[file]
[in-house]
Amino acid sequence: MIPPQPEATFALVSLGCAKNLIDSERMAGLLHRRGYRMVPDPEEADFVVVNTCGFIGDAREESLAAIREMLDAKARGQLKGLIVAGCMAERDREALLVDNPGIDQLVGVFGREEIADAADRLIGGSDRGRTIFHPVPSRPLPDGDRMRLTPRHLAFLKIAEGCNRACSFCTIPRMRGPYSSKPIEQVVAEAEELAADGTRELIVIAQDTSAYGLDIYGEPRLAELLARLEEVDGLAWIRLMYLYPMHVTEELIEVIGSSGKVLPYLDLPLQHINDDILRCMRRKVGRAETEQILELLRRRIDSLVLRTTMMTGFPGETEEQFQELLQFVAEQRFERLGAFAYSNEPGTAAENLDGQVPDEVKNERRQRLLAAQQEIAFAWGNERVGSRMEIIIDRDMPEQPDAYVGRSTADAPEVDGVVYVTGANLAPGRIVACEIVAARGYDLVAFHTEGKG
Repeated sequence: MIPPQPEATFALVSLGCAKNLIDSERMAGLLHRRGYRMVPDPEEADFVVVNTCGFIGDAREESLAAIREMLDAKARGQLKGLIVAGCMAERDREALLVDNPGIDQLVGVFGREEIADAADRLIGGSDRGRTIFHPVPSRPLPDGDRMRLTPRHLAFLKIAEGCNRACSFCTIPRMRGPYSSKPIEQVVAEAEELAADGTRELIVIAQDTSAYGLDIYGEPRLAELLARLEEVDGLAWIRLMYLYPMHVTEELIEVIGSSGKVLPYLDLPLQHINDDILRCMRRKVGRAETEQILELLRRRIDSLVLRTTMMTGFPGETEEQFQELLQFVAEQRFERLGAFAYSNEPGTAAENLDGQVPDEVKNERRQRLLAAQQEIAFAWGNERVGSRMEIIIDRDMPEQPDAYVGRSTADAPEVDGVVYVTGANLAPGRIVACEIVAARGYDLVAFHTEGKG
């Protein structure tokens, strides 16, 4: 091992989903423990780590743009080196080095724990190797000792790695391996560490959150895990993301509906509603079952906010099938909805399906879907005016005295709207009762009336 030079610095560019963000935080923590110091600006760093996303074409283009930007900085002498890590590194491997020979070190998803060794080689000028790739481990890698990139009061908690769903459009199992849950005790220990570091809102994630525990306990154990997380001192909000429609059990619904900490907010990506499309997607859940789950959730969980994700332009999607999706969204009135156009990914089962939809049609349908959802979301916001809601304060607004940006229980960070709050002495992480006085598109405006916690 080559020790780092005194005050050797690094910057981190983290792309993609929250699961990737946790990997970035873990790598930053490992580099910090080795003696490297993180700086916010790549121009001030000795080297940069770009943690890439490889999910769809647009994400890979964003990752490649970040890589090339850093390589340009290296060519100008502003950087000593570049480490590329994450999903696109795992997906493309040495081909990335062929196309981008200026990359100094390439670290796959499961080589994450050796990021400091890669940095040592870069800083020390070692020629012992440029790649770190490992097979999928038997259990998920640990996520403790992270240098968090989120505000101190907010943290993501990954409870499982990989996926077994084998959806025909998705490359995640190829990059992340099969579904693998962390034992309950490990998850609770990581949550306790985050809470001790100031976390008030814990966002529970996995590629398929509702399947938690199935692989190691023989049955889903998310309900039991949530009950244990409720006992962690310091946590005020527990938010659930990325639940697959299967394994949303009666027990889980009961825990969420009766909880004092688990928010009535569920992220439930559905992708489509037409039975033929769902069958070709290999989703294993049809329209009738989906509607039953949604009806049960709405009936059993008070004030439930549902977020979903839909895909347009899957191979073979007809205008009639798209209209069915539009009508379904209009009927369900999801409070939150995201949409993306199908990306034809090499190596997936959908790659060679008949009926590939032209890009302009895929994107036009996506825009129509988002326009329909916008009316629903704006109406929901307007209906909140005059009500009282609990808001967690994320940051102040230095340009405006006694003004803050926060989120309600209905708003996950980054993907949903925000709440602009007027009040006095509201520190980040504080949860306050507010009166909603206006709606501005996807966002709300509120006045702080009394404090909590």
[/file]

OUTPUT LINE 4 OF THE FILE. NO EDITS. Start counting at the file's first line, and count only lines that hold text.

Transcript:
């Protein structure tokens, strides 16, 4: 091992989903423990780590743009080196080095724990190797000792790695391996560490959150895990993301509906509603079952906010099938909805399906879907005016005295709207009762009336 030079610095560019963000935080923590110091600006760093996303074409283009930007900085002498890590590194491997020979070190998803060794080689000028790739481990890698990139009061908690769903459009199992849950005790220990570091809102994630525990306990154990997380001192909000429609059990619904900490907010990506499309997607859940789950959730969980994700332009999607999706969204009135156009990914089962939809049609349908959802979301916001809601304060607004940006229980960070709050002495992480006085598109405006916690 080559020790780092005194005050050797690094910057981190983290792309993609929250699961990737946790990997970035873990790598930053490992580099910090080795003696490297993180700086916010790549121009001030000795080297940069770009943690890439490889999910769809647009994400890979964003990752490649970040890589090339850093390589340009290296060519100008502003950087000593570049480490590329994450999903696109795992997906493309040495081909990335062929196309981008200026990359100094390439670290796959499961080589994450050796990021400091890669940095040592870069800083020390070692020629012992440029790649770190490992097979999928038997259990998920640990996520403790992270240098968090989120505000101190907010943290993501990954409870499982990989996926077994084998959806025909998705490359995640190829990059992340099969579904693998962390034992309950490990998850609770990581949550306790985050809470001790100031976390008030814990966002529970996995590629398929509702399947938690199935692989190691023989049955889903998310309900039991949530009950244990409720006992962690310091946590005020527990938010659930990325639940697959299967394994949303009666027990889980009961825990969420009766909880004092688990928010009535569920992220439930559905992708489509037409039975033929769902069958070709290999989703294993049809329209009738989906509607039953949604009806049960709405009936059993008070004030439930549902977020979903839909895909347009899957191979073979007809205008009639798209209209069915539009009508379904209009009927369900999801409070939150995201949409993306199908990306034809090499190596997936959908790659060679008949009926590939032209890009302009895929994107036009996506825009129509988002326009329909916008009316629903704006109406929901307007209906909140005059009500009282609990808001967690994320940051102040230095340009405006006694003004803050926060989120309600209905708003996950980054993907949903925000709440602009007027009040006095509201520190980040504080949860306050507010009166909603206006709606501005996807966002709300509120006045702080009394404090909590």